President Xi sent out mixed messages last Wednesday when he asserted that China had a right to a ‘sovereign internet,’ free from cyber hegemony in a speech that also justified China’s online censorship. In the speech, made at the 2nd annual World Internet Conference in the Southern Chinese city of Wuzhen, President Xi’s speech also echoed past criticisms of the West for insisting on its own free expression standards on China.
Instead he argued that China supported “the right of individual countries to independently choose their own model of cyberspace governance”. Xi also argued that there was a need for a global system of governance for the internet that “includes all countries and players and not just a handful”.
According to the Financial Times, experts were “struck by how China has co-opted the rhetoric of liberal values to defend a policy that few liberals would find recognizable.”
That Xi made the speech at the ‘World Internet Conference’ may come as a surprise for many, as conferences about the internet generally tend to focus on the keeping the ‘internet’ free from government interference. However, the conference itself is organised and carefully choreographed by China to promote its own arguments on how the internet should be governed internationally.
With 650,000,000 internet users, Xi argues that China has a right to help define the global rules that apply to the internet, and that includes the right to censor, restrict, and block what China’s inhabitants can and can’t see. Xi’s speech has come in a year where several countries have taken steps to have more control over the internet and more importantly who is behind posting information to the World Wide Web.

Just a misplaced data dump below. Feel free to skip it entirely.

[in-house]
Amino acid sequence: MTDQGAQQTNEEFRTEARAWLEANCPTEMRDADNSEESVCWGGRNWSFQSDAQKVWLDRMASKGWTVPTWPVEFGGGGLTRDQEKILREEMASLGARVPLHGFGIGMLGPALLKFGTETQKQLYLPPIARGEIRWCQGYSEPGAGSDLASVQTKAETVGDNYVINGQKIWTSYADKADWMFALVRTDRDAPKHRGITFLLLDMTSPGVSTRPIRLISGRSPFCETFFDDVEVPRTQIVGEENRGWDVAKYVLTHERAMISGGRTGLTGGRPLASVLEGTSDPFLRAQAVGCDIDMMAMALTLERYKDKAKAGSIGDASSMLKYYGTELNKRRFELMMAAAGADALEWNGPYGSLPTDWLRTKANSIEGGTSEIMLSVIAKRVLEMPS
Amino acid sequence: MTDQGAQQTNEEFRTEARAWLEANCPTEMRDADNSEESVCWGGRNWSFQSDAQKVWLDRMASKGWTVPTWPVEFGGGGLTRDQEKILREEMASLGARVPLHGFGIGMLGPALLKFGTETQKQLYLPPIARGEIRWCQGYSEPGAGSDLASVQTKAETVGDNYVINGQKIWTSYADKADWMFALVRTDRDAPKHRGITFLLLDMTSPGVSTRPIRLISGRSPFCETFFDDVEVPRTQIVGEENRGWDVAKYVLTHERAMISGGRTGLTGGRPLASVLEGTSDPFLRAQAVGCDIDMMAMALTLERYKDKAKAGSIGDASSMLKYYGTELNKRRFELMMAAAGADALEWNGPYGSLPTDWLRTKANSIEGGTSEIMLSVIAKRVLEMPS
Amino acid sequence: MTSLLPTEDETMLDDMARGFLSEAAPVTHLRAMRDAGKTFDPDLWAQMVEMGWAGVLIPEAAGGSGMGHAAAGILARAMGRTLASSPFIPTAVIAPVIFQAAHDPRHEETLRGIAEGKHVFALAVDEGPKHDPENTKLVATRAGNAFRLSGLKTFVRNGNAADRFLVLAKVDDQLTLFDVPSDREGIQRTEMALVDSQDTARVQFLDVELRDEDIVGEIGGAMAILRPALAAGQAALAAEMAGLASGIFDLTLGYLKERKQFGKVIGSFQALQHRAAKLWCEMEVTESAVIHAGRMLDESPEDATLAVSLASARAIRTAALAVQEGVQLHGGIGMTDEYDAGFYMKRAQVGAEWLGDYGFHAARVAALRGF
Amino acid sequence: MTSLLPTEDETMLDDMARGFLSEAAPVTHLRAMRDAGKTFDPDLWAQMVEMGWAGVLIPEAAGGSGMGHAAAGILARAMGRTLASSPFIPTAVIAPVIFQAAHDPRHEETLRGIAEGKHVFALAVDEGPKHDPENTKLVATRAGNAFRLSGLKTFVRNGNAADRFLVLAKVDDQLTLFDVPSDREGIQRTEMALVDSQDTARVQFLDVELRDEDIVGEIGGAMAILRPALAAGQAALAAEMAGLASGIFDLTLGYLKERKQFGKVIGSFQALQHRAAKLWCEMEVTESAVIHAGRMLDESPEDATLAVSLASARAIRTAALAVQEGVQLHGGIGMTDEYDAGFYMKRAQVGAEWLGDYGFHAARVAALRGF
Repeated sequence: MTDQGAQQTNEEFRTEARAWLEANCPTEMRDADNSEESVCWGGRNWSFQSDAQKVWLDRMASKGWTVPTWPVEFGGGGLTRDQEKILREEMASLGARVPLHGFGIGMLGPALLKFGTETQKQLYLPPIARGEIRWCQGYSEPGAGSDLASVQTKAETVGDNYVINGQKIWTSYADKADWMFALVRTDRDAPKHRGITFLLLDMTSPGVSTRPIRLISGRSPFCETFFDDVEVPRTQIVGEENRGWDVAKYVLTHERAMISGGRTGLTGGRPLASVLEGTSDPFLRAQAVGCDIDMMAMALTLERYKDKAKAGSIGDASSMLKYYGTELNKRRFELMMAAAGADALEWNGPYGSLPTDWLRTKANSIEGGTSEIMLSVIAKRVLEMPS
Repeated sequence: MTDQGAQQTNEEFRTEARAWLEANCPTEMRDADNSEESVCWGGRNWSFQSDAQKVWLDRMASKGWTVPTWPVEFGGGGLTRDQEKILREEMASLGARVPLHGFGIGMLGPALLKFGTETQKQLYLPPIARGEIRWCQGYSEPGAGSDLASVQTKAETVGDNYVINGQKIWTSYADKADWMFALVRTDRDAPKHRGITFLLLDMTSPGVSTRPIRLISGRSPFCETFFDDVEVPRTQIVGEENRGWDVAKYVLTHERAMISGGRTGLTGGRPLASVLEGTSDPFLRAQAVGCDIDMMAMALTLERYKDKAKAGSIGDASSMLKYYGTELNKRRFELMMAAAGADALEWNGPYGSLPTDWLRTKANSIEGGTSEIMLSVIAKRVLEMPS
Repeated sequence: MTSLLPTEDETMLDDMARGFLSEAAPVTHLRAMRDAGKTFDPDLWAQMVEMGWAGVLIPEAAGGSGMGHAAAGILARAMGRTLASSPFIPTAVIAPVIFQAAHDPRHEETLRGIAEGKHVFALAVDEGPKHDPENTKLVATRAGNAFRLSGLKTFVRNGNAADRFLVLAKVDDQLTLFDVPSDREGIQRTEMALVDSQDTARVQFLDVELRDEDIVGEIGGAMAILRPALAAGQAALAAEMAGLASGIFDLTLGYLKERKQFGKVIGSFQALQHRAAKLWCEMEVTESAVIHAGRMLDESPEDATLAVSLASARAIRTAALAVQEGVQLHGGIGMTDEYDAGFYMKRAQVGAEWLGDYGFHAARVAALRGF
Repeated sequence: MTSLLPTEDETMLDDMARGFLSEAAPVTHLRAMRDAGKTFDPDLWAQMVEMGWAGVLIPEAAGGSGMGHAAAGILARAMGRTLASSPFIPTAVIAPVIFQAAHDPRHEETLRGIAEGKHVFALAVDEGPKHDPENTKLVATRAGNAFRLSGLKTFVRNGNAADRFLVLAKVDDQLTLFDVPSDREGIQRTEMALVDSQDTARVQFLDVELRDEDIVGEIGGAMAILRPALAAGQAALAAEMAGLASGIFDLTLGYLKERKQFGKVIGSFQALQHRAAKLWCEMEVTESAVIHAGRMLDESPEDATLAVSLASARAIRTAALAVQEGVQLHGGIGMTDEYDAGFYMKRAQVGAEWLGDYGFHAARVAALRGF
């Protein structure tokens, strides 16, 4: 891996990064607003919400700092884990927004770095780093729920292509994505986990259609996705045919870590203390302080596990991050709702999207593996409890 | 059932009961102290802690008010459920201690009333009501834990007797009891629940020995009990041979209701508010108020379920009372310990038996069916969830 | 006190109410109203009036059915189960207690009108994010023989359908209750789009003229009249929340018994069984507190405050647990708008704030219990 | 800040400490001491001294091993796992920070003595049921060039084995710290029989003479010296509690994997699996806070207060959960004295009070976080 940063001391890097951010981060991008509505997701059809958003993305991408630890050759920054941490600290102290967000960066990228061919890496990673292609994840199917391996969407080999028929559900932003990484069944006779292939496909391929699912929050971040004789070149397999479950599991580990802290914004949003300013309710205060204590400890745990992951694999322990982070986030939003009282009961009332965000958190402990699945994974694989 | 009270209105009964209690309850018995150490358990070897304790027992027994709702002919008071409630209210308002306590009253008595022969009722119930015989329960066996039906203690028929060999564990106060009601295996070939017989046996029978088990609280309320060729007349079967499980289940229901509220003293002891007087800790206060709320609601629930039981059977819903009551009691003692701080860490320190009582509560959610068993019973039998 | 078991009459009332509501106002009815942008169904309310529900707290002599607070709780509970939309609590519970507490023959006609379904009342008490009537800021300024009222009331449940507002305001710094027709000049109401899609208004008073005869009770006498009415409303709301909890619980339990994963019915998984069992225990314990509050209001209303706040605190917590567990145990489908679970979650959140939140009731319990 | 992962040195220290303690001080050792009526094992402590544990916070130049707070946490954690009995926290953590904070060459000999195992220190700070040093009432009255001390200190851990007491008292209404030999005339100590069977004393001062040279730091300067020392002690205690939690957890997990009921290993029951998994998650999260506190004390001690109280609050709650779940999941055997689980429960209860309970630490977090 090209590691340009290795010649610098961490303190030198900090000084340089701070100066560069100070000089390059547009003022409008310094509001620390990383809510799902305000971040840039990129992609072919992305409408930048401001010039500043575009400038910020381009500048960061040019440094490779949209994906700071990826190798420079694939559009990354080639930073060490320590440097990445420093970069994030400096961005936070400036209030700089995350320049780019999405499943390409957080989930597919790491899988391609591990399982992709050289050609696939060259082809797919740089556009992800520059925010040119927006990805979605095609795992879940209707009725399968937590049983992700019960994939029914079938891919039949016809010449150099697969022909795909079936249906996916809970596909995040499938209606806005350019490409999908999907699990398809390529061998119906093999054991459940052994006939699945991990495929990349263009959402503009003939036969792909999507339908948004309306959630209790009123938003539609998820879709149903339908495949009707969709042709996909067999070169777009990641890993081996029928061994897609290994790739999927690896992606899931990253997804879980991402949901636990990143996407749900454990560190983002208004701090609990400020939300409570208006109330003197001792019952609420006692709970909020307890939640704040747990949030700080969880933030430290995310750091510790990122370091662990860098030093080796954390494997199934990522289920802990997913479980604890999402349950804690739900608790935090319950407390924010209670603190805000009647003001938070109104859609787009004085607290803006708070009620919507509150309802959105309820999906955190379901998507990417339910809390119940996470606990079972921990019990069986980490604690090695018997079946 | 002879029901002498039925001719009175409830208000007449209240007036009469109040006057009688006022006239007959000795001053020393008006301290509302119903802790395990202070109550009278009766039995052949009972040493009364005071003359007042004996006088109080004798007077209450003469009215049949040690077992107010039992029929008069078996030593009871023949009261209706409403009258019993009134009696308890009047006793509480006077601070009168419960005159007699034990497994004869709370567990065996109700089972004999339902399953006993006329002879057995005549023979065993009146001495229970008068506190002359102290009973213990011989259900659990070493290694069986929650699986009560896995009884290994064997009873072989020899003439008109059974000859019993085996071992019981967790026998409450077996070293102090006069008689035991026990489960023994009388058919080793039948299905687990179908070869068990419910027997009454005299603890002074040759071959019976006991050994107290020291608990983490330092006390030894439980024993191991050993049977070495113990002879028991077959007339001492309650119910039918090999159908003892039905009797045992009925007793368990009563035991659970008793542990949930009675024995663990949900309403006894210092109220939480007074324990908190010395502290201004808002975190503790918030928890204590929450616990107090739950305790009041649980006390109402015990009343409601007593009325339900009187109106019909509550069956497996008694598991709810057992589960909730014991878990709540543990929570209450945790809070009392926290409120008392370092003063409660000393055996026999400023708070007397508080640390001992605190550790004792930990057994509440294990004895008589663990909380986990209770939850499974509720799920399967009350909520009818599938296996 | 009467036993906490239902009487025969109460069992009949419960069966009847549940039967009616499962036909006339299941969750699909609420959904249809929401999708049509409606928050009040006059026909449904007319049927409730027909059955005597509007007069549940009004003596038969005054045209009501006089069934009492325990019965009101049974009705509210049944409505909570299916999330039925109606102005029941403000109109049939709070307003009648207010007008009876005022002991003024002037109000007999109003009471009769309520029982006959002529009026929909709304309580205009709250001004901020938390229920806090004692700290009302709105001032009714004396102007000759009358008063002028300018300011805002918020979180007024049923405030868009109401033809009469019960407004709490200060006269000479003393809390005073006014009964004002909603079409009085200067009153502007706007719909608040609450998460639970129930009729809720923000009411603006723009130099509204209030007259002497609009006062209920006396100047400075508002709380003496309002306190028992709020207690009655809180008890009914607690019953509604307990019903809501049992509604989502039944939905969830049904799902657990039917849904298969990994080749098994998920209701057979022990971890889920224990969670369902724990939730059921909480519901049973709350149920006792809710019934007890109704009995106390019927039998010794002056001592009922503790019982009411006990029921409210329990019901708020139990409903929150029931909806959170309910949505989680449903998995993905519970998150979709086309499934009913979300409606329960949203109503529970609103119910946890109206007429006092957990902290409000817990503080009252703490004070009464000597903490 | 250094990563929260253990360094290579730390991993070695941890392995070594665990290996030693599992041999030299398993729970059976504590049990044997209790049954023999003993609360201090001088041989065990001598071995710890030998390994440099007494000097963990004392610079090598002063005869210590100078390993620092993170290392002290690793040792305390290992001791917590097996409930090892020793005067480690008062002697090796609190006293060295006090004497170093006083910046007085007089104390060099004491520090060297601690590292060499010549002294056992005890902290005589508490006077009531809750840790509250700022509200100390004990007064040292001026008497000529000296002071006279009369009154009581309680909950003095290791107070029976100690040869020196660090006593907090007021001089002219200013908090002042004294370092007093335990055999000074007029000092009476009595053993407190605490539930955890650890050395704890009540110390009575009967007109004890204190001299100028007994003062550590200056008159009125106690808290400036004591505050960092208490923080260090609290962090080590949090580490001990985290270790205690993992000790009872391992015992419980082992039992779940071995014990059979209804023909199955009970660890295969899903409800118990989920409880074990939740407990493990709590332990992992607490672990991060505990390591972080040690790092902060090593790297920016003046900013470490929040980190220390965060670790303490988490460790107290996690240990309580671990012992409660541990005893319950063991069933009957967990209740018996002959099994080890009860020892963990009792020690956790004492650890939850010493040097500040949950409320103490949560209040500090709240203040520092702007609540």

China has been strongly criticised in the past for its ‘Great Firewall,’ that strictly censors what Chinese internet users can and can’t see. Chinese government policy up until recently seemed to centre around not even acknowledging its existence.
President Xi also proposed a global governance system that would “curb the abuse of information technology, oppose network surveillance and hacking, and fight against a cyberspace arms race”.
But Xi’s message was clear in his speech, and it was abundantly evident that Chinese “internet security and control have been elevated to national priorities.” President Xi also called for an end to state sponsored cyber hacking and surveillance in his speech, a statement that no doubt had most independent commentators raising some very ironic eyebrows.
China has clashed repeatedly with the US over allegations of cyber hacking, with both sides accusing and denying each other of doing the same thing. The US briefly threatened sanctions against the communist state ahead of an official state visit by President Xi to America. Australia have also accused state sponsored Chinese hackers this month of attempting to hack into their meteorological department.